Dad was cleaning out the kiddie pool when we arrived at his home on West Manning Street. He wore carpenter jeans and was shirtless, the midmorning sun making his red belly shine. “At Granddad’s house,” Levi said from his car seat. “Granddad spray hose!”
I got the kids out and Levi got naked then ran for his pool. He put on goggles, which he calls safety glasses, then took the hose from Dad, began to fill his pool. “It’s not nice to grab things out of people’s hands,” I said in my broken-record mom voice.
“Oh, he’s alright,” said Dad, wiping the sweat from his face with a forest green bandana. He pulled on his shirt–a work polo the color of red clay–then reached for the baby. “Hi, Little! You’re looking very alive today.”
Holding Virginia in one arm, Dad pulled a patio chair into the shade of his big umbrella. “Have a seat, daughter.” Levi had filled his pool and was now watering Dad’s planter-box garden–the tomatoes, squash, peppers, okra. “How about a La Croixe?” Dad asked as I sat. “I’ve got your favorite flavor, orange.”
He brought me a cold can. The humidity made it sweat. I popped it open and drank. “Better than a beer in this heat,” I said.
“It’s oppressive,” said Dad. And then, “Would you look at your little boy?” Dad sat beside me, the baby on his lap. “Look how self-engaging he is, how happy, free.” Levi was jumping and splashing in his blue plastic pool, sliding around on his belly, pretending to be a shark. “You have a beautiful family, Claire.”
“It’s your family too, Dad.”
“Yes, yes. Thank you. You know it makes me glad to be a part of you all.”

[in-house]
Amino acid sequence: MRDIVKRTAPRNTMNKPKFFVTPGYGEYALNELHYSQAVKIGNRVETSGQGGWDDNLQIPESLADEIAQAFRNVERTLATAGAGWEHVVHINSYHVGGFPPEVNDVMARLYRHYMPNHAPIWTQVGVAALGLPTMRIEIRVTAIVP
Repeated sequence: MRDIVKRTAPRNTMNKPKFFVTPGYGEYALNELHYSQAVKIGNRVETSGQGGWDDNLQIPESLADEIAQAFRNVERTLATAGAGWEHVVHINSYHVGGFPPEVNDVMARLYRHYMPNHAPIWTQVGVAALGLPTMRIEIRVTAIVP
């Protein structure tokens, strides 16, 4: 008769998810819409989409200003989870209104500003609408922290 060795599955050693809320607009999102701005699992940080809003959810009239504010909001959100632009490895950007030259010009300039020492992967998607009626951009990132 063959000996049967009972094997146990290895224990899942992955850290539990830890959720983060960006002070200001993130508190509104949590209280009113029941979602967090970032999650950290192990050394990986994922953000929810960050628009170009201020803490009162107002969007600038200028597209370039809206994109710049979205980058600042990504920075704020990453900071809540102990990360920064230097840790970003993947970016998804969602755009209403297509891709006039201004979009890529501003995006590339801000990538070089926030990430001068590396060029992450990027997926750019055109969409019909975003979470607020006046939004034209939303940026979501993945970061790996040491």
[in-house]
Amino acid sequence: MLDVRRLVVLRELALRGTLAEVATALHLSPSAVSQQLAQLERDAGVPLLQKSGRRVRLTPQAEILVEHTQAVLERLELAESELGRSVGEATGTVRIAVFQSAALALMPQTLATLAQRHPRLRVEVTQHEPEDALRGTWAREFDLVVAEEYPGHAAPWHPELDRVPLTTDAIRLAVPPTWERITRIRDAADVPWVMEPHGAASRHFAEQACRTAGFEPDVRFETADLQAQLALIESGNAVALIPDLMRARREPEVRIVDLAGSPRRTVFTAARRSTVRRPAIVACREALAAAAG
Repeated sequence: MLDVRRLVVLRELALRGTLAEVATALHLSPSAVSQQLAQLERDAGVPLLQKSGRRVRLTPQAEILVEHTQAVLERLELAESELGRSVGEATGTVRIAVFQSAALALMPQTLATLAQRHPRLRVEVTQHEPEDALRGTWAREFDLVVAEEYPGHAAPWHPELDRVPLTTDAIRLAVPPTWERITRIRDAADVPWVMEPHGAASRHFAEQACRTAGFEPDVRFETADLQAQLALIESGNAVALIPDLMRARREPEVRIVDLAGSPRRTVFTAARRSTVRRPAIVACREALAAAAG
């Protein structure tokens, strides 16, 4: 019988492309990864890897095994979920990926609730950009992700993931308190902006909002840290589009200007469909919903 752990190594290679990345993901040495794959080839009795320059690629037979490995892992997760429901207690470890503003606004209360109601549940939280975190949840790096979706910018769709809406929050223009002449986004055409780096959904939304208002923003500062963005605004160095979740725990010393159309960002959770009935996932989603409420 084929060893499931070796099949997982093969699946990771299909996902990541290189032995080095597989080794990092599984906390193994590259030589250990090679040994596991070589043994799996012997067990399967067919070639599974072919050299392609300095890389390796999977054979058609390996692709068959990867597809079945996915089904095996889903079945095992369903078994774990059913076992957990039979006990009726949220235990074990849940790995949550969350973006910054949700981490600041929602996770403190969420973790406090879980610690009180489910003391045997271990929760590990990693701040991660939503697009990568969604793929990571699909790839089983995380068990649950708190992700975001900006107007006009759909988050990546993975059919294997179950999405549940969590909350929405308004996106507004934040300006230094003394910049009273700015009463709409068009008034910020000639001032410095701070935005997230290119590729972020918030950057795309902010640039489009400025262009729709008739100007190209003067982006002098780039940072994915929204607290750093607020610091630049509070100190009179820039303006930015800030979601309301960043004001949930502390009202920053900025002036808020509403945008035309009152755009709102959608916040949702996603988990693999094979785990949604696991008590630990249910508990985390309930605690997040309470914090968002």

“Us too. I don’t know what I’d do if we didn’t have Manning to come to in the mornings.”
“Manning gives,” said Dad. “Our sanctuary.” He paused, looked up at his giant hackberry then to the cars passing beyond his front yard. The cars that kept coming, carrying passengers living lives of which we would never know.
“Grass needs to be cut at least once more before summer’s out,” Dad said. “I’ll get to it eventually. Boy, I tell ya. Life is unfinished business. You have to compartmentalize it all. Put what’s left undone on a shelf.”
“I like that,” I said. “There’s so much I can’t get done that I wish I could now that I’m a mom.”
“Sweetheart, that’ll never change. Just do what’s most important, what best serves you and your family. It’s tough. Believe me I know. I’m an artist. I want uninterrupted focus. But you can’t have that all the time when you’re a parent. Especially at your juncture of young motherhood. Just know you’re doing a great job. You’re putting in the work. It will pay off.”
Levi was drinking the pool water out of his yellow pale even though I’ve told him countless times not to. I sighed. “It better.”
Dad laughed. “Levi’s rowdy. Into everything and testing his boundaries. I remember those days with you, your brother, and sister. You have to stand your ground. Show him your love, but daughter stand your ground. You know what I always say. If you don’t drive your train, somebody else will.”
I was taking in everything Dad was saying (he’s always been a practical philosopher) when Levi yelled out, “Get in, Granddad! Granddad, get in!”
“Granddad’s in his work clothes, grandson.”
“Get in, Granddad. Get in now, please.”
“Boy, you’re persistent. That will serve you well in life. I guess I oughta get in.”
“Ha. So much for standing your ground,” I said.
Dad handed me Virginia, grinned big. “I’m Granddad now. I get to bend my own rules.” He went inside, returned in his swimsuit. “Okay, Levi, make room for toddler two.” Dad plopped down in the pool, making a good bit of water spill out. “Hey, this is nice! Thanks for getting me in here, grandson.”
“Yeah. Yeah, Granddad.” Levi filled his yellow pale with water then dumped it over Dad’s head.
“Woo-hoo-hoo! Well okay then,” said Dad, wiping water from his eyes. “If that’s the way it’s gonna be then you better watch out.” Dad took the hose and sprayed Levi in the belly. Levi screamed and laughed. Dad laughed too. A rowdy toddler and a big man in a tiny pool, having the time of their lives.